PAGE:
Dent's transformation resulted in title
February 27, 2014
Sometimes, the birth of a championship basketball team takes place weeks, even months before the season starts. Or in Anfernee Dent’s case, midway through Daegu’s football season.
It was a heart-to-heart talk that Dent had with coach Luke Spencer, about living up to his responsibilities as one of the team’s seniors and “how he wanted to be remembered at Daegu,” Spencer said.
The talk resulted in a total transformation of Dent, “from ‘me’ player to ‘we’ player,” athletics director Ken Walter said. Not only did it help lead the Warriors to a Far East Division II football title, it carried over to the basketball court.
There, Daegu followed up with its first Korean-American Interscholastic Activities Conference tournament title in a quarter-century and its first Far East Division II title since 1990.
“It made me sit and think, ‘What does everybody love?’” Dent said he asked himself after the talk with Spencer. “And I said to myself, a winner. And I wanted to win at all cost, giving my team all I had.”
“The switches all turned, he played like a team player and we had no issues with him after that,” Spencer said, adding that Dent realized it was not the “Anfernee Show but the Daegu show. It impacted him. It changed him.”
The on-court result: A 9-3 conference record, a 60-59 win in the KAIAC Tournament over Seoul American, a 25-7 overall record including games in the Far East D-II tournament. And the crowning achievement: A 70-56 D-II title-game win over host Matthew C. Perry.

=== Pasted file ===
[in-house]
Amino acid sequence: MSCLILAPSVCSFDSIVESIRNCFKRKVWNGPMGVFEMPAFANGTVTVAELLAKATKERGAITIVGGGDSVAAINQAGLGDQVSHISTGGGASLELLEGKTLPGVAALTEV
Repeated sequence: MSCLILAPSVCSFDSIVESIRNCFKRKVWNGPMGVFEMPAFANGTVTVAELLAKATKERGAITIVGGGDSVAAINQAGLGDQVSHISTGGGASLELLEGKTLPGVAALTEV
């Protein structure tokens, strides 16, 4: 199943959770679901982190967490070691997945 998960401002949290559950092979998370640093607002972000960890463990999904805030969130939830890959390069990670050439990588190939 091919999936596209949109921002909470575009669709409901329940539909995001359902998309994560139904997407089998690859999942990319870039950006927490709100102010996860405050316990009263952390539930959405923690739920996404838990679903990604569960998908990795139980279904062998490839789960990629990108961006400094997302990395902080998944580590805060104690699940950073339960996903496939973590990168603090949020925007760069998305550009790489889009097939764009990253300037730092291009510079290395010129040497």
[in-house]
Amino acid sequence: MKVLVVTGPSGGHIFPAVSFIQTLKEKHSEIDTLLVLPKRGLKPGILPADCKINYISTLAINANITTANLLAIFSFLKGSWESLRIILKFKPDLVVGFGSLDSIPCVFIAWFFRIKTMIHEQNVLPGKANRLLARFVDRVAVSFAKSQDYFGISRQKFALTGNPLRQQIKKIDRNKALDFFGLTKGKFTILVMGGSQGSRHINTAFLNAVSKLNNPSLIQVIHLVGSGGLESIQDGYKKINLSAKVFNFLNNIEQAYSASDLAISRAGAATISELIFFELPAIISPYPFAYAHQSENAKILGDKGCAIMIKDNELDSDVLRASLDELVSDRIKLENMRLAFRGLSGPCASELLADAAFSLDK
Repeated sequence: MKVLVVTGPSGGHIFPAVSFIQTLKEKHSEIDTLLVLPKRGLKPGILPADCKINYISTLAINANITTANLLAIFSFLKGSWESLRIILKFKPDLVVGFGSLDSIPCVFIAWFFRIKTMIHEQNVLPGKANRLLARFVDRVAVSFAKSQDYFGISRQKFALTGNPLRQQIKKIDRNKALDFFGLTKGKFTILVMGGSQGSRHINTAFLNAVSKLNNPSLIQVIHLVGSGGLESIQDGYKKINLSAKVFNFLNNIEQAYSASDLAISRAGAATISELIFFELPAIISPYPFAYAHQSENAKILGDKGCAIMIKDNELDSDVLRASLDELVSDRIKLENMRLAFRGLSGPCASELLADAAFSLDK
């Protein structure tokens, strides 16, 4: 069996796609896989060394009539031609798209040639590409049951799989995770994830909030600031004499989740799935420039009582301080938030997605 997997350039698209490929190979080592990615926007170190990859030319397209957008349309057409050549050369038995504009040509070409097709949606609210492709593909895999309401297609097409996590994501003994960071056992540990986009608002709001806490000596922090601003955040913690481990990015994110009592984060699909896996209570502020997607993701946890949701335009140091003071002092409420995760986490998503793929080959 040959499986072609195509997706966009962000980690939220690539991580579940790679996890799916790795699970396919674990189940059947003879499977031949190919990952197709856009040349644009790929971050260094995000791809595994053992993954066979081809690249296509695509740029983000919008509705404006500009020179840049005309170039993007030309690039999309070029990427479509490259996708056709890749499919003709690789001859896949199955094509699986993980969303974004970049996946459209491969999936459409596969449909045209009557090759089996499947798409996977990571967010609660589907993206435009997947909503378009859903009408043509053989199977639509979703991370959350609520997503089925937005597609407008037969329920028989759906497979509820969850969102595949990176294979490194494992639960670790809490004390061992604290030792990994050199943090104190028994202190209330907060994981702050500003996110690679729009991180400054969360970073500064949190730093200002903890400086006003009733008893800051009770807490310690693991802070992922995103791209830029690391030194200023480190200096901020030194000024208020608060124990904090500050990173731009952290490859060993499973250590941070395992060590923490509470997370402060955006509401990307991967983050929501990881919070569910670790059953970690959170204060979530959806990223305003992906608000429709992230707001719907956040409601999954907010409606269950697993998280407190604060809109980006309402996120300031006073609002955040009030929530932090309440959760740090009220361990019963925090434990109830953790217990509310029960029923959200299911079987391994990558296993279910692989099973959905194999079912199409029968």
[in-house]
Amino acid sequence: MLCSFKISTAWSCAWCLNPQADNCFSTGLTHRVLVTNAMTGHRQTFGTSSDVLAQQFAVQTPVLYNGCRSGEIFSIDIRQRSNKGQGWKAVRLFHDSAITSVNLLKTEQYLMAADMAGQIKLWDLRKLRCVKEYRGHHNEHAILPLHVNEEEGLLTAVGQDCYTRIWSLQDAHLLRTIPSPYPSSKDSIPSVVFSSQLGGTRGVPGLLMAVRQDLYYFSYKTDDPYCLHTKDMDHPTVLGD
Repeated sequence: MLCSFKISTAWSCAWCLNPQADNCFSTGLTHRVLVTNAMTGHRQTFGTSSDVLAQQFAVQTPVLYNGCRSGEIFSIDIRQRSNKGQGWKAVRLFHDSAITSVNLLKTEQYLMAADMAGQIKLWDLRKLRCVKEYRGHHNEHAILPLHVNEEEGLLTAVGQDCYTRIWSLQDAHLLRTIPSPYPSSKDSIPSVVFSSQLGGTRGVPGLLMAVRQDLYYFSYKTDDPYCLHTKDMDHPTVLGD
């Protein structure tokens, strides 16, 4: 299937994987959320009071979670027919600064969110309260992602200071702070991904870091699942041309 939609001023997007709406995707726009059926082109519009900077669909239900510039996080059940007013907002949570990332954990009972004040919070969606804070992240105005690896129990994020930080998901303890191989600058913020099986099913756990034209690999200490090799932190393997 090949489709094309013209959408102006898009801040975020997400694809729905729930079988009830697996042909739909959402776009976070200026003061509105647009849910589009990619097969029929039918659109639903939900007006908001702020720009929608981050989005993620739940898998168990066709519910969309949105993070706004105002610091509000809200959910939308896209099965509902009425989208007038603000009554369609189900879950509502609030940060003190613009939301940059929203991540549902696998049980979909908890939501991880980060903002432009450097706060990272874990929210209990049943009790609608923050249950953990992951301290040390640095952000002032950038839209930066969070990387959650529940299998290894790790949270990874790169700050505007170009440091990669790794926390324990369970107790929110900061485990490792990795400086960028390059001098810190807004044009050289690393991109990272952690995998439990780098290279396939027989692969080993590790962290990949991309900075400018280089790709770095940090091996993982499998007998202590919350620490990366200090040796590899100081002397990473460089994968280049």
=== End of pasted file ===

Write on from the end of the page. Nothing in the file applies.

Through it all, Dent averaged 16.3 points, 4.5 rebounds and 4.0 assists per game.
For his efforts, Dent has been named Stars and Stripes Pacific boys high school basketball Athlete of the Year.
Coach Phillip Loyd said it was more about his maturity than statistics.
“He is a tireless worker on the court, he practices to become better and works to get his team in position to win,” Loyd said, adding that Dent insisted that the team adopt the motto “Family.”
Dent proved to be a “difference maker” for Daegu in both the KAIAC and Far East tournaments, Loyd said, breaking down defenses and making clutch passes for game-winning shots. “In Far East, he was an unstoppable force, constantly going to the rim.”
Opposing coaches took note of both his game and his transformation.
“How much he has improved,” Seoul American coach Steve Boyd said.
“He has good footwork, good floor presence and natural instincts to get where the ball is going to be. He would pound the boards and he did a good job of that.”
Spencer’s chat with Dent led to a “snowball effect,” Walter said. “We saw more leadership and team concept out of him. He started making people around him better. I’ve seen a lot of growth. He’s one of the best players, if not the best player, in the Pacific.”
Stars and Stripes Pacific All-Far East boys basketball teamT.J. Hardeman Jr., Faith Academy, perimeter shooting led to Most Valuable Player honors and Vanguards to fourth Division I title.
Anfernee Dent, Daegu, senior guard boosts Warriors to first Korea tournament title in 25 years, first Division II title since 1990.
DeQuan Alderman, Kubasaki, junior guard helped lead Dragons to third D-I final in four years, runner-up finish, Okinawa regular-season title.
Vincent Ermitano, Matthew C. Perry, sophomore shooting specialist lifted Samurai to first D-II finals appearance in 18 years.
Justin Novak, American School In Japan, senior point guard helps 2013 champion Mustangs to another Kanto title, D-I bronze-medal finish.